Monday, 1 June 2009
Fortress Europe or a Social Europe?
Over the past few months, many EU citizens have been discussing the impact of illegal immigration on various countries. Malta has been mentioned by a number of EU politicians on countless occasions even though not everyone thought that enough was done to address the issue in the best possible way. As shown by the photo posted above, one of the key questions for this year's European Parliament elections is: What kind of borders should we have?
In view of the fact that I consider myself to be a citizen of the world, I strongly believe that human beings should be allowed to move from one corner of the planet to another without having to face a shocking number of hurdles. At the end of the day, no person gets the opportunity to choose the country that they are born in; why should one be constrained to spend all one's life in a specific country without the opportunity to move easily to another place? Why is it that if one is born in an EU country, they are able to move freely to over 25 other countries whereas an individual born in, say, Sudan would probably have to face an incredible amount of bureaucracy to attempt to move to another country?
People decide to move from one place to another for various reasons. One of them is that an individual could nurture certain beliefs that are much more popular in one country than another. One country could offer more job opportunities than another. One country could provide more space, more greenery, more cultural organisations...
If capital can move around the world so swiftly and, in many cases, with hardly any obstacles, why can't human beings also be allowed to move around so easily??? Is money more important than human welfare?
The immigration issue is not a Maltese one. It is affecting several other European countries such as Italy and Spain. In my view, it is extremely important for EU politicians to be able to come together to find solutions that will avoid creating first-class and second-class citizens. Perhaps the time has come to revisit the various laws regarding immigration so that the world could become a fairer place. Is it fair to treat an individual who simply wants to move to another country in order to work and live there like all other law-abiding citizens as a dangerous criminal?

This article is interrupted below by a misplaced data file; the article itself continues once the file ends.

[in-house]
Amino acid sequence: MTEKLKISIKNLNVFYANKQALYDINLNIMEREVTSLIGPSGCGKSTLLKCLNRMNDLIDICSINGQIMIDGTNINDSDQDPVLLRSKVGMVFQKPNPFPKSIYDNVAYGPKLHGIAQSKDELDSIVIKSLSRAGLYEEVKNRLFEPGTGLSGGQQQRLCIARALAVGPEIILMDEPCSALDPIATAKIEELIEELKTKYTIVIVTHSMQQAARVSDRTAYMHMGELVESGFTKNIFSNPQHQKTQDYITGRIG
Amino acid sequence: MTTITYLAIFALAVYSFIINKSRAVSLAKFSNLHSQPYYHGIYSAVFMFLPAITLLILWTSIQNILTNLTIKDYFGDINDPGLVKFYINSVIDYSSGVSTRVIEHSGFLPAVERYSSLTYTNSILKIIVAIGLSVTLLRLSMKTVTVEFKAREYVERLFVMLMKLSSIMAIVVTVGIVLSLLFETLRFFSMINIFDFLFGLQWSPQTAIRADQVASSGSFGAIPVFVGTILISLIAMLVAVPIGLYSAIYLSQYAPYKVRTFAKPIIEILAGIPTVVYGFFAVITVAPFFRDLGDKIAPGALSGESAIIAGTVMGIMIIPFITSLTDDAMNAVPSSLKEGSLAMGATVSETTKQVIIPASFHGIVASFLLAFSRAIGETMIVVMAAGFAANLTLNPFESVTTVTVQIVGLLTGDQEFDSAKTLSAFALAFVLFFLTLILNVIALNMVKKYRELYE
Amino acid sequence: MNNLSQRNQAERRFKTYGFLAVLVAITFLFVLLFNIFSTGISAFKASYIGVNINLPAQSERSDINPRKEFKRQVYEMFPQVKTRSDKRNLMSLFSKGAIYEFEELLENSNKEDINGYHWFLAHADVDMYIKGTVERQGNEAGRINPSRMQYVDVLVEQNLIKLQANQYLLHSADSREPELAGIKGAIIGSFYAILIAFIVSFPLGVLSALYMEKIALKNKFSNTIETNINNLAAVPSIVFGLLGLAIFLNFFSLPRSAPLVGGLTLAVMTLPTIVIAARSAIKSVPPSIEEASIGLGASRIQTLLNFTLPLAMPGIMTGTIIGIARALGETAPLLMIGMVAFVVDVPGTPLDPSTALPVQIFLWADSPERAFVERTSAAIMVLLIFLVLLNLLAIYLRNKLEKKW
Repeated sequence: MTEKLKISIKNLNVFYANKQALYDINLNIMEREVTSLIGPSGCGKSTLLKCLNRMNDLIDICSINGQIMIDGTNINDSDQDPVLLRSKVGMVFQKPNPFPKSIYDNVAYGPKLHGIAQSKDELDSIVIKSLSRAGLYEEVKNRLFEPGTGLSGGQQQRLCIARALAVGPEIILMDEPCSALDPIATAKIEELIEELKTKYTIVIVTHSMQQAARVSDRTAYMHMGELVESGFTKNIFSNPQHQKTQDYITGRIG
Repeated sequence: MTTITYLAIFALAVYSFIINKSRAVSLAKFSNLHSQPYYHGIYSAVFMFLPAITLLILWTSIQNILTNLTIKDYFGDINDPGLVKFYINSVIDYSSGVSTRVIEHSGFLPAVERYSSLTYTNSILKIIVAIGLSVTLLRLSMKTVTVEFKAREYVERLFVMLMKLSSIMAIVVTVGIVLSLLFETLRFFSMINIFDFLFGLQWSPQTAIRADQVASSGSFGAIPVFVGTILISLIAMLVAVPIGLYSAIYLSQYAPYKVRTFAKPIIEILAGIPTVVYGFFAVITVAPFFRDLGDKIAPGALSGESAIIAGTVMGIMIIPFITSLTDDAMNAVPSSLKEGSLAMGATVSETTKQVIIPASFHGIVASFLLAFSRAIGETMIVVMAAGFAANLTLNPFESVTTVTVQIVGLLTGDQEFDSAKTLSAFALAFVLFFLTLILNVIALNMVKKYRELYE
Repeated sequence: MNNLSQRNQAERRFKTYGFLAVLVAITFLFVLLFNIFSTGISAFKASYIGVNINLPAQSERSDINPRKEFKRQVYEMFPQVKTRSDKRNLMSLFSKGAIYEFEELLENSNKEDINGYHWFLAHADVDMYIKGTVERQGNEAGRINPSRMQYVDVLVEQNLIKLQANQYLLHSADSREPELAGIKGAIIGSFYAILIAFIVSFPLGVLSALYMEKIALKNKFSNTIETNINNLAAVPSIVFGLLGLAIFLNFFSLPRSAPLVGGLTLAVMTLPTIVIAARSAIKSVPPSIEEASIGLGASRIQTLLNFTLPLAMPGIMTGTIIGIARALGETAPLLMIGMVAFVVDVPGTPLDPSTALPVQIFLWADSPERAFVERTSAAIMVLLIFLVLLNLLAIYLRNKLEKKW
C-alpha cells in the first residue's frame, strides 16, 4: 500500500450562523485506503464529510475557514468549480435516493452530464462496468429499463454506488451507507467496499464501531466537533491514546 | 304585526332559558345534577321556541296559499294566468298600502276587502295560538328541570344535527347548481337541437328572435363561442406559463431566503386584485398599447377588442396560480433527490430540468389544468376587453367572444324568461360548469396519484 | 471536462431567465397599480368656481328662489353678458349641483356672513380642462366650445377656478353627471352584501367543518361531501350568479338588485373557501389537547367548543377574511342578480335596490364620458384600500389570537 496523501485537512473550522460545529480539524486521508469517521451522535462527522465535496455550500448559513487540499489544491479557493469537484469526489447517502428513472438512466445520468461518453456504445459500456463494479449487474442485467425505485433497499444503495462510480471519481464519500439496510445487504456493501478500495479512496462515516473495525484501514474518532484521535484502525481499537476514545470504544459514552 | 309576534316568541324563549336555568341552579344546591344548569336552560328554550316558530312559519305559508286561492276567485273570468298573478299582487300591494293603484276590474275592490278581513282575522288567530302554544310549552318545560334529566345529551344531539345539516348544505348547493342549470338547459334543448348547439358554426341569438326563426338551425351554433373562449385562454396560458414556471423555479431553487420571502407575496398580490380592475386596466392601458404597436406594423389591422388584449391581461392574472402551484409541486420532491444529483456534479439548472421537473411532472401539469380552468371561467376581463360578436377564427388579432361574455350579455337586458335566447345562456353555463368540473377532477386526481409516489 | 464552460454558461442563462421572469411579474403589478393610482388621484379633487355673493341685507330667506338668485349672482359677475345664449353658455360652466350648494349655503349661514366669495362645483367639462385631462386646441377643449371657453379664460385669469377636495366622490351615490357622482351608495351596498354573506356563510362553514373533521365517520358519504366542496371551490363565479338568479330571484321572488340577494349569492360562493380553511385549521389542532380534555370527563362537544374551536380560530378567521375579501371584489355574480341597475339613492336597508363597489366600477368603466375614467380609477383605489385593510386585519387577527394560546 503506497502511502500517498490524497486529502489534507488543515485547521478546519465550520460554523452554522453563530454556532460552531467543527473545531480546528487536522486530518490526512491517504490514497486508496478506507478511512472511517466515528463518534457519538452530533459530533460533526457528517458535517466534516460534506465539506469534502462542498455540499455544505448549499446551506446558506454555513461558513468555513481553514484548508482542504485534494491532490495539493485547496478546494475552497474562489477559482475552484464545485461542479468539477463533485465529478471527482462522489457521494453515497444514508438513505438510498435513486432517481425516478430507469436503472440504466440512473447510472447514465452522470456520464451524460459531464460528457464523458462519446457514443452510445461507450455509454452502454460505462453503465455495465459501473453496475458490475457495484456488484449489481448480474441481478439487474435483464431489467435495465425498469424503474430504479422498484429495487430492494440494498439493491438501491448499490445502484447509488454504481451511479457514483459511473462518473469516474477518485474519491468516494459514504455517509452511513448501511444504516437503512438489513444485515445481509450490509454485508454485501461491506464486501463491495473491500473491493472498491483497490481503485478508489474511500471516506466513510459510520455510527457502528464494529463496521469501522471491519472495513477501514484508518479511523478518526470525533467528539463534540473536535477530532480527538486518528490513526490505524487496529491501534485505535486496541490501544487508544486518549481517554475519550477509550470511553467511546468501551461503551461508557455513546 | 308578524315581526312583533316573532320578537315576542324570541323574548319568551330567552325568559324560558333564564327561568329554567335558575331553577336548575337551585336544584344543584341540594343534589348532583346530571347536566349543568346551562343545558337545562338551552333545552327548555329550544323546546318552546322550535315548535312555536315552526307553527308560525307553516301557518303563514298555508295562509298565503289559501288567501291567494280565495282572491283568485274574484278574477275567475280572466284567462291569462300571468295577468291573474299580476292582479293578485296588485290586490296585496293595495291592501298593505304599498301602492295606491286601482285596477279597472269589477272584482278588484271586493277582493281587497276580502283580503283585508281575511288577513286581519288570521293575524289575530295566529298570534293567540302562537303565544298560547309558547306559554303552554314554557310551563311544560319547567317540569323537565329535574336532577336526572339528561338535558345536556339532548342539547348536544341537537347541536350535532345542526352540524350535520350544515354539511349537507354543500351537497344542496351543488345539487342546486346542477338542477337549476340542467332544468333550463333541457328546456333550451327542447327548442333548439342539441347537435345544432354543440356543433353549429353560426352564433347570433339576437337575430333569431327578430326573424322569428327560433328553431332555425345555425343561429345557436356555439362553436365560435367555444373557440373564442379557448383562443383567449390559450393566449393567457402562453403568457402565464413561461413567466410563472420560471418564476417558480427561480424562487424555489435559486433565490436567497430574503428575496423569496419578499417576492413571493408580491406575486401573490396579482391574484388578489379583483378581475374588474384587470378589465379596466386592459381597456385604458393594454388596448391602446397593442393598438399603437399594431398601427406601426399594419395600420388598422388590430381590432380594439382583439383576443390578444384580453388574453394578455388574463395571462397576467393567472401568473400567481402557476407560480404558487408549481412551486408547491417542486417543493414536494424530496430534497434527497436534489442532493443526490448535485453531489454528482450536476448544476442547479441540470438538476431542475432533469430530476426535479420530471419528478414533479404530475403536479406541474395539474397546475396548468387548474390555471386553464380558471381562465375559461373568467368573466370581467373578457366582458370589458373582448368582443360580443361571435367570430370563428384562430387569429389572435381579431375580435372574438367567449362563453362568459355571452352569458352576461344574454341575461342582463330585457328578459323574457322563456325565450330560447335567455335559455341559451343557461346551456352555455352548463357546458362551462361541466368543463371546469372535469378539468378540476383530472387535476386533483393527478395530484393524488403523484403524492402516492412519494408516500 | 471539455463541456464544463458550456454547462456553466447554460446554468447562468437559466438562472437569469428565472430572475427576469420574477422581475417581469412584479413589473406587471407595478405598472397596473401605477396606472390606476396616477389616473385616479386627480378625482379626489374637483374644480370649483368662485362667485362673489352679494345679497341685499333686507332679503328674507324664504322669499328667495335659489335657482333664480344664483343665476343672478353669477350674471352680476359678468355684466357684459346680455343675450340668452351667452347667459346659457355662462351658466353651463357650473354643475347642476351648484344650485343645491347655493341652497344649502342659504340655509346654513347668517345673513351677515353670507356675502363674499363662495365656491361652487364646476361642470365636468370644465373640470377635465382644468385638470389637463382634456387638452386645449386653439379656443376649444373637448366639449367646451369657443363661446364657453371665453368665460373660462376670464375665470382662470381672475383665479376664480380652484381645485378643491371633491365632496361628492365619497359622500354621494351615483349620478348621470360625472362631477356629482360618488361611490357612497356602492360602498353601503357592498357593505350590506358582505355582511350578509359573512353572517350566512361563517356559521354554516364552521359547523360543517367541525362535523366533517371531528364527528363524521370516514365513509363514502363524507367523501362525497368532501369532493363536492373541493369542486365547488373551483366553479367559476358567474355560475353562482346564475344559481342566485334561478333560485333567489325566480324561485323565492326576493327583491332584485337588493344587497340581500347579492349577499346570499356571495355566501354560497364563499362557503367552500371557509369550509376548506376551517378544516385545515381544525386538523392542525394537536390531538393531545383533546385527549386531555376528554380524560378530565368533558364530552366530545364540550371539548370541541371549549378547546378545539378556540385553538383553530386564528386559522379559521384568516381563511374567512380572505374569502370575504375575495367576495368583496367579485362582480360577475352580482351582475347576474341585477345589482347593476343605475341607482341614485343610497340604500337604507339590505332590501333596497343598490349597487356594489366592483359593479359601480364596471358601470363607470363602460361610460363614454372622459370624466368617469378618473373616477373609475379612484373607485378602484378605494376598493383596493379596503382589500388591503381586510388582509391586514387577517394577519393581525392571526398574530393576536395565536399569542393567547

Over the past few weeks, some people have strongly criticised the ways in which a number of supposedly socialist parties have reacted to the illegal immigration phenomenon. Real socialists, it is often said, should try to tear down the artificial barriers that separate human beings from one another. Having said this, it is still comforting to know that even though some socialists could sometimes appear to have been injected by a heavy quantity of nationalism, their parties represent much greater hope than others that are also contesting the European Parliament elections.
The European Union should not become a fortress. It should serve as a model of fraternity to the other regional blocks around the world.